In-depth: Boris Johnson's Covid 'freedom day' speech
- Credit: Daniel Leal-Olivas/PA Wire
The prime minister has said the Covid-19 pandemic "is not over" and said mask use would continue to be advised in some indoor spaces - even after legal restrictions end on July 19.
At a Downing Street press conference, Boris Johnson said: "It is absolutely vital that we proceed now with caution and I cannot say this powerfully or emphatically enough: this pandemic is not over.
He added: "This disease, coronavirus, continues to carry risks for you and your family. We cannot simply revert instantly from Monday July 19 to life as it was before Covid.
"We will stick to our plan to lift legal restrictions and to lift social distancing, but we expect and recommend that people wear a face covering in crowded and enclosed spaces where you come into contact with those you don't normally meet, such as on public transport."
The prime minister said a "gradual return to work over the summer" is expected rather than a rush back to the office en masse.
"We're removing the government instruction to work from home where you can but we don't expect that the whole country will return to their desk as one from Monday."
When it comes to nightclubs and other venues with crowds, Mr Johnson said those businesses should use vaccine passports for entry "as a matter of social responsibility".
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He said: "As a matter of social responsibility we're urging nightclubs and other venues with large crowds to make use of the NHS Covid Pass which shows proof of vaccination, recent negative test or natural immunity, as a means of entry."
The prime minister emphasised that there is "no obvious date" for ending restrictions as hospital admissions and deaths from coronavirus will rise.
"We've come to a stage in the pandemic when there is no easy answer and no obvious date for unlocking," he said.
Mr Johnson explained that in his view, July 19 is the right time to ease coronavirus restrictions because of the "natural firebreak" of the school holidays.
"We also know if we were to now delay this fourth step, for instance to September, or later, then we would be reopening as the weather gets colder and as the virus acquires a greater natural advantage and when schools are back,” he said.
"We think now is the right moment to proceed when we have the natural firebreak of the school holidays in the next few days."
England's chief medical officer professor Chris Whitty said that going slowly through the next step was "essential" to reduce the impact of the "exit wave".
He said there was wide agreement between the scientific community that the four-week delay to the final stage of the road map was important to reduce the number of people admitted to hospital and deaths.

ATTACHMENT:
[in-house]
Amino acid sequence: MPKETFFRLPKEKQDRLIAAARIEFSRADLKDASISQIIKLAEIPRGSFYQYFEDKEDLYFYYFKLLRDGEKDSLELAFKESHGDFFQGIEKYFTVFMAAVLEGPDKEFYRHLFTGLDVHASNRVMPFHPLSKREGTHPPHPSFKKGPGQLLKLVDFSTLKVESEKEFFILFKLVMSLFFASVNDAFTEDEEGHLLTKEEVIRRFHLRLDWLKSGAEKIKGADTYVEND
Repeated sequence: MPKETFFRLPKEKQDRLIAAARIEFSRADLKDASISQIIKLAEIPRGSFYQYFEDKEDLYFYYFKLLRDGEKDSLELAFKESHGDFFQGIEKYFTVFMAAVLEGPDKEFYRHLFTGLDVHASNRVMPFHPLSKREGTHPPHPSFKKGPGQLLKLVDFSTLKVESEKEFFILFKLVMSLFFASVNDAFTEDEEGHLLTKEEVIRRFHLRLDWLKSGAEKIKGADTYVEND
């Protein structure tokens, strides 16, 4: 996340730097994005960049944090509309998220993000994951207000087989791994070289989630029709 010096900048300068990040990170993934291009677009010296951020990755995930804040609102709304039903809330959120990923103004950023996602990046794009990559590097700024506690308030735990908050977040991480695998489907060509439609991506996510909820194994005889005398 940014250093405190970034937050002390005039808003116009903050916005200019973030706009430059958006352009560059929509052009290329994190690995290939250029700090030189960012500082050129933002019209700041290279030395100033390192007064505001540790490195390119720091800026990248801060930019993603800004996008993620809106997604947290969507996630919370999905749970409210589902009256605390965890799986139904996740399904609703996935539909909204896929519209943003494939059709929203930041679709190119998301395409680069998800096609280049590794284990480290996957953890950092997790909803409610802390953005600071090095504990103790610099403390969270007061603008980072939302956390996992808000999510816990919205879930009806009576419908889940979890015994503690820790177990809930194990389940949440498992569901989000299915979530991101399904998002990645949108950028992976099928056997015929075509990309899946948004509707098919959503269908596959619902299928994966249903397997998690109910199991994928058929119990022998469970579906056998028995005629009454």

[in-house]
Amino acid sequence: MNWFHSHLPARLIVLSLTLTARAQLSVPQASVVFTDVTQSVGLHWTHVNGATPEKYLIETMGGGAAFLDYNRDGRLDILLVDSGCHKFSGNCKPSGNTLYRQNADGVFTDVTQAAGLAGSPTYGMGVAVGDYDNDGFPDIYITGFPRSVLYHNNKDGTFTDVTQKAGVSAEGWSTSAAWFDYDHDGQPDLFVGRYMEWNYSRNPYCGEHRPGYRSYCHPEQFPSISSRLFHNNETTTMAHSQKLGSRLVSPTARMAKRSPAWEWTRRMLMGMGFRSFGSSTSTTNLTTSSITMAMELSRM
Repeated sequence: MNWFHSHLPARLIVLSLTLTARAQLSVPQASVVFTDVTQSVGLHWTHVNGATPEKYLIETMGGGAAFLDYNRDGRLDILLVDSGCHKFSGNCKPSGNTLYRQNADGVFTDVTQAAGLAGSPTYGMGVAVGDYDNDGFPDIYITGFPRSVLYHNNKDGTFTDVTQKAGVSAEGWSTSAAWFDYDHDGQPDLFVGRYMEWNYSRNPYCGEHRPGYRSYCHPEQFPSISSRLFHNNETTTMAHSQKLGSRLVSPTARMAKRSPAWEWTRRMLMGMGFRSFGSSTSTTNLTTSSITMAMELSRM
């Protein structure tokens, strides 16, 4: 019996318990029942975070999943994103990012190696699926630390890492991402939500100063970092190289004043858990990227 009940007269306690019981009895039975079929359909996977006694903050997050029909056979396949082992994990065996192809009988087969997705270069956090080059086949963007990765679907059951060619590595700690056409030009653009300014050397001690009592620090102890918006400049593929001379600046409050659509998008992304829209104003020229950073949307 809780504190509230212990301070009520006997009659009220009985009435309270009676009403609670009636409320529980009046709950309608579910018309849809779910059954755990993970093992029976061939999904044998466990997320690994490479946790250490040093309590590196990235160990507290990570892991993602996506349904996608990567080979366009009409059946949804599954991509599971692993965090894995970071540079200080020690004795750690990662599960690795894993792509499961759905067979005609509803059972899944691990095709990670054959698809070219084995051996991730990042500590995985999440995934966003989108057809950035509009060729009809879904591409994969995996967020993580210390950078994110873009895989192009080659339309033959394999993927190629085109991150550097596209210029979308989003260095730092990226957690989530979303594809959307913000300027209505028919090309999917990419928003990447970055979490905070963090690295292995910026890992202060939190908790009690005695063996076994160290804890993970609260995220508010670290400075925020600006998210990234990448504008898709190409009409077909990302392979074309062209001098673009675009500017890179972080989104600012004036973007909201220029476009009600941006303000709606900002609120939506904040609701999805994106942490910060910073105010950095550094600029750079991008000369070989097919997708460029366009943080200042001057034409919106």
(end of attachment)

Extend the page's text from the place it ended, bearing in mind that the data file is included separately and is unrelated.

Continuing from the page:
"Secondly, there is extremely wide agreement that whenever we go through the next step, there is going to be what's called an exit wave - there will be a wave associated with that," he said.
"And that the slower we take it, the fewer people will have Covid, the smaller the peak will be, and the smaller the number of people who go into hospital and die.
"So, going very slowly through this step is really essential, and this again is the overwhelming view of the scientific people who have looked at this and of the medical profession.”
The government's chief scientific adviser Sir Patrick Vallance said vaccinations are reducing the overall chances of someone transmitting the virus by about 75%.
Sir Patrick told the conference that people who had been vaccinated were both less likely to catch the virus and less likely to pass it on.
He said there was "no doubt" the country was in a third wave of the virus that would lead to an increase in the number of hospital admissions.
"If behaviour returns immediately to pre-pandemic levels that will be a very, very big rise. If we go slowly and cautiously, it will be less of a rise," he said.
On the question of whether restrictions will be eased irreversibly, the prime minister said: "I hope that the road map is irreversible but in order to have that it has also got to be a cautious approach, that's why we waited those extra weeks to get seven million more jabs into people's arms.
"We will proceed on Monday the 19th but what people need to remember is that this pandemic is not over. If we're cautious and everybody gets vaccinated, then, yes, we can make steady progress."
Professor Whitty said there was "no clear evidence" that having a further delay to the next step of the road map would make a difference.
"There is less agreement about what is an ideal date to make a move and the reason for that is there is no such thing as an ideal date - all the possible dates have downsides," he said.